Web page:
Charlie’s month-end reading list

Charlie Smith in Wealth Management 31 December, 2015

Happy New Year to all Ramparts readers! Check out the stories that caught our eye at Fort Pitt this month:

“My Sorry Social Security Return,” by Jeremy J. Siegel, published in The Wall Street Journal, examines the miserable returns that high earners get from the U.S. Social Security system. The Federal government pays benefits that are hundreds of thousands of dollars shy of what anyone whose earnings are above the tax cap could accumulate on their own, simply by investing in an index fund. Par for the course for a transfer payment program sold as a retirement plan.

The next piece, by Eric Balchunas of Bloomberg, “Vanguard’s gain is Wall Street’s pain as billions leave the financial industry,” describes the overwhelming force that is Vanguard and passive investing. Vanguard drains $20 billion a year in revenue from the financial industry by offering low-cost, passively managed index and exchange-traded funds. If current growth is sustained, Vanguard will be removing $40 billion in revenue per year from the financial industry by 2020, Balchunas says.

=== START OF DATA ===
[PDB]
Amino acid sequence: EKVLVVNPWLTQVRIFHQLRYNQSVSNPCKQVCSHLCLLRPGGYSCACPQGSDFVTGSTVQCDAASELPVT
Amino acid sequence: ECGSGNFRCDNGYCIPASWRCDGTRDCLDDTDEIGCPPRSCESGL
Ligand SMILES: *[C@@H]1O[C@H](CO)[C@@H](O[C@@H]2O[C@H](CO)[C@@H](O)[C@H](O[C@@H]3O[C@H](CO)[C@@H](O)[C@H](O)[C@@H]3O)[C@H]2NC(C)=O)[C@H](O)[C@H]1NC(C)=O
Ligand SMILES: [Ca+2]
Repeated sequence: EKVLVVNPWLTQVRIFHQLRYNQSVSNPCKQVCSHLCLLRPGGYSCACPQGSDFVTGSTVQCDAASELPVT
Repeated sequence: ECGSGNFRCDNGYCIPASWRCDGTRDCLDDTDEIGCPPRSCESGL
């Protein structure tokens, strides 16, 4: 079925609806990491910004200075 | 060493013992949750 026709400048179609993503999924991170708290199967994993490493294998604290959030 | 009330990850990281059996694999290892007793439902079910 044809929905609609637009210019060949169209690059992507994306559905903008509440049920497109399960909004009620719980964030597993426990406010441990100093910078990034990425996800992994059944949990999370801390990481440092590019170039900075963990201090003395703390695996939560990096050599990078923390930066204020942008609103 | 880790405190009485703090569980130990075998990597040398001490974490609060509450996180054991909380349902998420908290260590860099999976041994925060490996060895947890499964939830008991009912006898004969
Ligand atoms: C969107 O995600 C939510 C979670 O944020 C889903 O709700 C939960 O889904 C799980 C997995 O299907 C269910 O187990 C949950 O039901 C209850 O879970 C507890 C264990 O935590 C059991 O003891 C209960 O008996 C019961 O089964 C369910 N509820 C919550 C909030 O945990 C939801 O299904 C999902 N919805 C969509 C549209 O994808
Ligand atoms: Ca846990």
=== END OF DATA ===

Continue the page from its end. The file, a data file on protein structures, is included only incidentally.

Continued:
In “Why Pfizer’s deal may change the system of taxing multinationals,” Victor Fleischer of The New York Times examines Pfizer’s proposed merger with Allergan. This deal could end the way the United States approaches taxing multinational corporations. While most of our global trading partners use a “territorial” approach, the United States’ tax system remains an outdated and inefficient “worldwide” approach, leaving the U.S. short of what it should be earning.

“Let’s finally end the debate over whether we are in a tech bubble,” by General Electric CEO Jeff Immelt, offers thoughts on why the idea we’re in a tech “bubble” is shortsighted. The combination of science and software is more powerful than ever, according to Immelt. Digital technologies created the “app economy” (worth an estimated $300 billion), and digital INDUSTRIAL technologies will create an estimated $8.6 trillion in productivity gains. “The combination of software and machines, from airplane engines to power plants to wind turbines, has laid the foundation for a new wave of innovation. The economic and environmental impact of industry and software cannot be overstated.”

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